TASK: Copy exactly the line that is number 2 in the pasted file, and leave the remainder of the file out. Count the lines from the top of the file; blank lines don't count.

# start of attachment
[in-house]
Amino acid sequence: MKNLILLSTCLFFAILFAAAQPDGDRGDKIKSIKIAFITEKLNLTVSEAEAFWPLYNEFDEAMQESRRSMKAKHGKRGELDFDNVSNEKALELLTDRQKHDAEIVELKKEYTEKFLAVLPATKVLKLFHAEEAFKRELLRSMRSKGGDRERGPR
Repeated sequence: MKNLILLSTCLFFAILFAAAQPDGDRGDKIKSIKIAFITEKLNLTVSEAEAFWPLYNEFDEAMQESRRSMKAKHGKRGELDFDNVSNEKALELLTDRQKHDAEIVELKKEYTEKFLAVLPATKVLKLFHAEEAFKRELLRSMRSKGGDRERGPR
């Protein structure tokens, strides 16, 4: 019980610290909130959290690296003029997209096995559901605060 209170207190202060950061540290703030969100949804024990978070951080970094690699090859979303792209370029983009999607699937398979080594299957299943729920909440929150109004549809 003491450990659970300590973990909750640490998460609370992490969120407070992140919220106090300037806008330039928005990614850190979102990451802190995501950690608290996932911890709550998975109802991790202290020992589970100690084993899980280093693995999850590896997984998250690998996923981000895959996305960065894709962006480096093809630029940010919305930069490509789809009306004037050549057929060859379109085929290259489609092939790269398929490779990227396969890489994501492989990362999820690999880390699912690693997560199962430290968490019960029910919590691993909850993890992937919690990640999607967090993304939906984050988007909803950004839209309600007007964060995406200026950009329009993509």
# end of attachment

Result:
Amino acid sequence: MKNLILLSTCLFFAILFAAAQPDGDRGDKIKSIKIAFITEKLNLTVSEAEAFWPLYNEFDEAMQESRRSMKAKHGKRGELDFDNVSNEKALELLTDRQKHDAEIVELKKEYTEKFLAVLPATKVLKLFHAEEAFKRELLRSMRSKGGDRERGPR